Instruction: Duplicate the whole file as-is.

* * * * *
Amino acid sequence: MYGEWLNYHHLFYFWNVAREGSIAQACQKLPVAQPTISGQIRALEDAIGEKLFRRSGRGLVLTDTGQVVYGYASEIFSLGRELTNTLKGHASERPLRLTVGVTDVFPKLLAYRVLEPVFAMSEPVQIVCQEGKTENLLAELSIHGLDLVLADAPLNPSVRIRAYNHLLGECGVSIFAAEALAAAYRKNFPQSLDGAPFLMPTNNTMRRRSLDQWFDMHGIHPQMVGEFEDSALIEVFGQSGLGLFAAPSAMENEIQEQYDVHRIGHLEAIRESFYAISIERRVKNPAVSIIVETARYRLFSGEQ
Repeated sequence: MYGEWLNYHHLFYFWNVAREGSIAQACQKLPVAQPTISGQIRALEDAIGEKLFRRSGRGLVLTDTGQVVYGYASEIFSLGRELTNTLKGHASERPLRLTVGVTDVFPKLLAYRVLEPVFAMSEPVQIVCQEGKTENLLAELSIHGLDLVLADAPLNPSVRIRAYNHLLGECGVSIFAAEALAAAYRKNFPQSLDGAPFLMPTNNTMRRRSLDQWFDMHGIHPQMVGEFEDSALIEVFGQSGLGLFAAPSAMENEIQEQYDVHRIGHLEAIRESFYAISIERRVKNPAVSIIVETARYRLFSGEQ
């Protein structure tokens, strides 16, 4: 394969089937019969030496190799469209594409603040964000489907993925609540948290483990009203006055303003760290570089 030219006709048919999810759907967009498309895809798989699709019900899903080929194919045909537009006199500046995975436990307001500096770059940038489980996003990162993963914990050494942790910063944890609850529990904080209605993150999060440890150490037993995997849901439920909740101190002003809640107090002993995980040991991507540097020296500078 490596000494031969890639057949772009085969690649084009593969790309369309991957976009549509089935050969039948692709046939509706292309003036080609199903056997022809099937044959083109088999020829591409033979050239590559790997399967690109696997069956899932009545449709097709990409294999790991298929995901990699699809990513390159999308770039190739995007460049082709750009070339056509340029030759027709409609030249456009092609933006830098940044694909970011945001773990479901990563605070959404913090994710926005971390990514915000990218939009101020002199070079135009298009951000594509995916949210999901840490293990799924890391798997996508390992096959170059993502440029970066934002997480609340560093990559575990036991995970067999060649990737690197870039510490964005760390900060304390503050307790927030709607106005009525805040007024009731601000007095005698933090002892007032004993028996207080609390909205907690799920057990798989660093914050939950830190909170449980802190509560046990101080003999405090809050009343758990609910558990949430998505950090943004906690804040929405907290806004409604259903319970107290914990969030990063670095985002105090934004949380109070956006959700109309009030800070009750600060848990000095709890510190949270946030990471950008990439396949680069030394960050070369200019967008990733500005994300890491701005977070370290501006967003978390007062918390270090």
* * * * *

Amino acid sequence: MYGEWLNYHHLFYFWNVAREGSIAQACQKLPVAQPTISGQIRALEDAIGEKLFRRSGRGLVLTDTGQVVYGYASEIFSLGRELTNTLKGHASERPLRLTVGVTDVFPKLLAYRVLEPVFAMSEPVQIVCQEGKTENLLAELSIHGLDLVLADAPLNPSVRIRAYNHLLGECGVSIFAAEALAAAYRKNFPQSLDGAPFLMPTNNTMRRRSLDQWFDMHGIHPQMVGEFEDSALIEVFGQSGLGLFAAPSAMENEIQEQYDVHRIGHLEAIRESFYAISIERRVKNPAVSIIVETARYRLFSGEQ
Repeated sequence: MYGEWLNYHHLFYFWNVAREGSIAQACQKLPVAQPTISGQIRALEDAIGEKLFRRSGRGLVLTDTGQVVYGYASEIFSLGRELTNTLKGHASERPLRLTVGVTDVFPKLLAYRVLEPVFAMSEPVQIVCQEGKTENLLAELSIHGLDLVLADAPLNPSVRIRAYNHLLGECGVSIFAAEALAAAYRKNFPQSLDGAPFLMPTNNTMRRRSLDQWFDMHGIHPQMVGEFEDSALIEVFGQSGLGLFAAPSAMENEIQEQYDVHRIGHLEAIRESFYAISIERRVKNPAVSIIVETARYRLFSGEQ
């Protein structure tokens, strides 16, 4: 394969089937019969030496190799469209594409603040964000489907993925609540948290483990009203006055303003760290570089 030219006709048919999810759907967009498309895809798989699709019900899903080929194919045909537009006199500046995975436990307001500096770059940038489980996003990162993963914990050494942790910063944890609850529990904080209605993150999060440890150490037993995997849901439920909740101190002003809640107090002993995980040991991507540097020296500078 490596000494031969890639057949772009085969690649084009593969790309369309991957976009549509089935050969039948692709046939509706292309003036080609199903056997022809099937044959083109088999020829591409033979050239590559790997399967690109696997069956899932009545449709097709990409294999790991298929995901990699699809990513390159999308770039190739995007460049082709750009070339056509340029030759027709409609030249456009092609933006830098940044694909970011945001773990479901990563605070959404913090994710926005971390990514915000990218939009101020002199070079135009298009951000594509995916949210999901840490293990799924890391798997996508390992096959170059993502440029970066934002997480609340560093990559575990036991995970067999060649990737690197870039510490964005760390900060304390503050307790927030709607106005009525805040007024009731601000007095005698933090002892007032004993028996207080609390909205907690799920057990798989660093914050939950830190909170449980802190509560046990101080003999405090809050009343758990609910558990949430998505950090943004906690804040929405907290806004409604259903319970107290914990969030990063670095985002105090934004949380109070956006959700109309009030800070009750600060848990000095709890510190949270946030990471950008990439396949680069030394960050070369200019967008990733500005994300890491701005977070370290501006967003978390007062918390270090």